Nonprofit organizations are always on the hunt for new donors. That’s as it should be. The difficulty comes when the charitable organization makes donor acquisition the overriding focus of their fundraising program.
Those of us who have been in the fundraising profession for a while know that the most expensive donor—that is costly to the organization—is the new donor. Many times the initial cost of acquiring a new donor is as much as or more than the initial gift received from that donor.
The rise of social media and the use of “friend” as a verb have led many nonprofits to believe that the cost of acquiring a new donor is becoming much less—even zero. So the organization—thinking the cost is zero—puts most or all of their efforts into acquiring these new “cost-free” donors. Therein lies the rub.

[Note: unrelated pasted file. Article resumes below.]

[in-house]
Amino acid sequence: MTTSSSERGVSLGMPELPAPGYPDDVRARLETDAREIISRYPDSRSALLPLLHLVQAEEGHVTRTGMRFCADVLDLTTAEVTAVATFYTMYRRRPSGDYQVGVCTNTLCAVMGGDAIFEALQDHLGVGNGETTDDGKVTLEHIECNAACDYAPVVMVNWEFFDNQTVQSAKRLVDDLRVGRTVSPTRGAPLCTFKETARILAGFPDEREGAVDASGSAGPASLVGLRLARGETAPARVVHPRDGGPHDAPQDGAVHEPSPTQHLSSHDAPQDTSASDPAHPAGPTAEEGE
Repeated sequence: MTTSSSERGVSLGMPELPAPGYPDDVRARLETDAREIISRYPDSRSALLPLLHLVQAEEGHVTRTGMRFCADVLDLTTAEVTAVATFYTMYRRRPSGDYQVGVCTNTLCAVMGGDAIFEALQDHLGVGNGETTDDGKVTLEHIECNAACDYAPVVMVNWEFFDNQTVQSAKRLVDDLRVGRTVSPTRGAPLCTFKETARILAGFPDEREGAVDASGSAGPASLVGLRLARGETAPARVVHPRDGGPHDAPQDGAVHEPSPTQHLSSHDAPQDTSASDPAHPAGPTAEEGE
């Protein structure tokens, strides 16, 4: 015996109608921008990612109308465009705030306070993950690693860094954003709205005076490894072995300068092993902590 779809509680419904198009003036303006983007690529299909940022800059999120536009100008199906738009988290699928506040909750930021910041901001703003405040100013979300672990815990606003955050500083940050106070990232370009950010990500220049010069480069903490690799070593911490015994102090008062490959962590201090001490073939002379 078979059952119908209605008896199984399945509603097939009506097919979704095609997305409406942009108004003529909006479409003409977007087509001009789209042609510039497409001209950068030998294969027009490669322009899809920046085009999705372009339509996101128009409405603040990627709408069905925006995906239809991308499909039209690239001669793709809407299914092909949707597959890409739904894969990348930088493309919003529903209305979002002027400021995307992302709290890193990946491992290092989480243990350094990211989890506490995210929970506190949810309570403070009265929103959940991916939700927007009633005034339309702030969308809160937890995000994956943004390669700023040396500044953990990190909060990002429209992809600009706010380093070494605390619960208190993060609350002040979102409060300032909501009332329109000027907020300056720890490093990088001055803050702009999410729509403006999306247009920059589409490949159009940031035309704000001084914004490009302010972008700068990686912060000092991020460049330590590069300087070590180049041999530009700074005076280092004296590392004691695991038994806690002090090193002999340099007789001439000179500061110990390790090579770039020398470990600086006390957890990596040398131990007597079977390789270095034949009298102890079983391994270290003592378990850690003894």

Yes, the internet has transformed the way we can communicate with our donors—even our friends. It has dramatically reduced the cost of make that initial contact. The rules of human nature still apply, however. Relationships grow over time and through consistent, genuine interaction. Getting large numbers of new donors to text you with a single gift or “like” your page will do just that—and nothing more.
The donors that provide renewable, expanding support are those you develop over time, whatever method you use.
Larry C. Johnson